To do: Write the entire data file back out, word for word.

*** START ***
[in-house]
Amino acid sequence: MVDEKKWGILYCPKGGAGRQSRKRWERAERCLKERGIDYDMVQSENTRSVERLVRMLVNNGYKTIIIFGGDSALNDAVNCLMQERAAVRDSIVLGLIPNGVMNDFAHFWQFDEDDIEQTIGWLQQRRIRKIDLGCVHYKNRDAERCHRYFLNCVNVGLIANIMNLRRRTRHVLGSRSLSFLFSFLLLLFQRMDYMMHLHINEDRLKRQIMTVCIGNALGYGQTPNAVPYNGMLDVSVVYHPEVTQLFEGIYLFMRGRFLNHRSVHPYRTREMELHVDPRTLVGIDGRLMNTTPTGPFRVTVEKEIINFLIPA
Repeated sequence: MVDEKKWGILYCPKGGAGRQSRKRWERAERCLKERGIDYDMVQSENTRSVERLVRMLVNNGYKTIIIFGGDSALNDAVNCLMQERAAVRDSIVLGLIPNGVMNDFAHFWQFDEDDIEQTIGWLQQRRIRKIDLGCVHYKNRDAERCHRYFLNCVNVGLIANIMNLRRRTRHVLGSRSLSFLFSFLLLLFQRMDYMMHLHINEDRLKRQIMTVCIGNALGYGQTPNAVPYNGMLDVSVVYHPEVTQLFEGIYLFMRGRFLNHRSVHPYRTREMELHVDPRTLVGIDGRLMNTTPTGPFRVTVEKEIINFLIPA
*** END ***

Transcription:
[in-house]
Amino acid sequence: MVDEKKWGILYCPKGGAGRQSRKRWERAERCLKERGIDYDMVQSENTRSVERLVRMLVNNGYKTIIIFGGDSALNDAVNCLMQERAAVRDSIVLGLIPNGVMNDFAHFWQFDEDDIEQTIGWLQQRRIRKIDLGCVHYKNRDAERCHRYFLNCVNVGLIANIMNLRRRTRHVLGSRSLSFLFSFLLLLFQRMDYMMHLHINEDRLKRQIMTVCIGNALGYGQTPNAVPYNGMLDVSVVYHPEVTQLFEGIYLFMRGRFLNHRSVHPYRTREMELHVDPRTLVGIDGRLMNTTPTGPFRVTVEKEIINFLIPA
Repeated sequence: MVDEKKWGILYCPKGGAGRQSRKRWERAERCLKERGIDYDMVQSENTRSVERLVRMLVNNGYKTIIIFGGDSALNDAVNCLMQERAAVRDSIVLGLIPNGVMNDFAHFWQFDEDDIEQTIGWLQQRRIRKIDLGCVHYKNRDAERCHRYFLNCVNVGLIANIMNLRRRTRHVLGSRSLSFLFSFLLLLFQRMDYMMHLHINEDRLKRQIMTVCIGNALGYGQTPNAVPYNGMLDVSVVYHPEVTQLFEGIYLFMRGRFLNHRSVHPYRTREMELHVDPRTLVGIDGRLMNTTPTGPFRVTVEKEIINFLIPA